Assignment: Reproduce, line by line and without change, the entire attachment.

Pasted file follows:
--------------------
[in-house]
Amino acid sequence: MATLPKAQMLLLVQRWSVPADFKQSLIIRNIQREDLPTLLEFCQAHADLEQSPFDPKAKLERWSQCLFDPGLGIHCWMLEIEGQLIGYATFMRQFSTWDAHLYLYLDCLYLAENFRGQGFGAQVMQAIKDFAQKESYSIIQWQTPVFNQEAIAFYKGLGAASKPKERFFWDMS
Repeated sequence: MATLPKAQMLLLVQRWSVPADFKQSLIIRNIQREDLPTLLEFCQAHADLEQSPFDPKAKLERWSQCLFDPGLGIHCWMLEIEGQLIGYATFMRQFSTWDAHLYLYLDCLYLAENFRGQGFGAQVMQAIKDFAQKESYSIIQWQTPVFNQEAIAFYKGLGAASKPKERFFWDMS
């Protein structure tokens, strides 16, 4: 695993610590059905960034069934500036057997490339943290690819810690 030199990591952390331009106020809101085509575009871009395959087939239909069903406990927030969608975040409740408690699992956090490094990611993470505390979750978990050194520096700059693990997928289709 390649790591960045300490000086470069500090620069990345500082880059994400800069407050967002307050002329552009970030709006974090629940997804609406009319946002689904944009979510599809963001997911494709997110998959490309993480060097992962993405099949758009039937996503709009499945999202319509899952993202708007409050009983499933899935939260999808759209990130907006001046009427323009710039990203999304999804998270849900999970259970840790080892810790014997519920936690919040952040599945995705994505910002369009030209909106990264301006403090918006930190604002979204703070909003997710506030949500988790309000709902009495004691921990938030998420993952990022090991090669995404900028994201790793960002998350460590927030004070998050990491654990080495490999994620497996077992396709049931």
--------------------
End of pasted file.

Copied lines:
[in-house]
Amino acid sequence: MATLPKAQMLLLVQRWSVPADFKQSLIIRNIQREDLPTLLEFCQAHADLEQSPFDPKAKLERWSQCLFDPGLGIHCWMLEIEGQLIGYATFMRQFSTWDAHLYLYLDCLYLAENFRGQGFGAQVMQAIKDFAQKESYSIIQWQTPVFNQEAIAFYKGLGAASKPKERFFWDMS
Repeated sequence: MATLPKAQMLLLVQRWSVPADFKQSLIIRNIQREDLPTLLEFCQAHADLEQSPFDPKAKLERWSQCLFDPGLGIHCWMLEIEGQLIGYATFMRQFSTWDAHLYLYLDCLYLAENFRGQGFGAQVMQAIKDFAQKESYSIIQWQTPVFNQEAIAFYKGLGAASKPKERFFWDMS
């Protein structure tokens, strides 16, 4: 695993610590059905960034069934500036057997490339943290690819810690 030199990591952390331009106020809101085509575009871009395959087939239909069903406990927030969608975040409740408690699992956090490094990611993470505390979750978990050194520096700059693990997928289709 390649790591960045300490000086470069500090620069990345500082880059994400800069407050967002307050002329552009970030709006974090629940997804609406009319946002689904944009979510599809963001997911494709997110998959490309993480060097992962993405099949758009039937996503709009499945999202319509899952993202708007409050009983499933899935939260999808759209990130907006001046009427323009710039990203999304999804998270849900999970259970840790080892810790014997519920936690919040952040599945995705994505910002369009030209909106990264301006403090918006930190604002979204703070909003997710506030949500988790309000709902009495004691921990938030998420993952990022090991090669995404900028994201790793960002998350460590927030004070998050990491654990080495490999994620497996077992396709049931």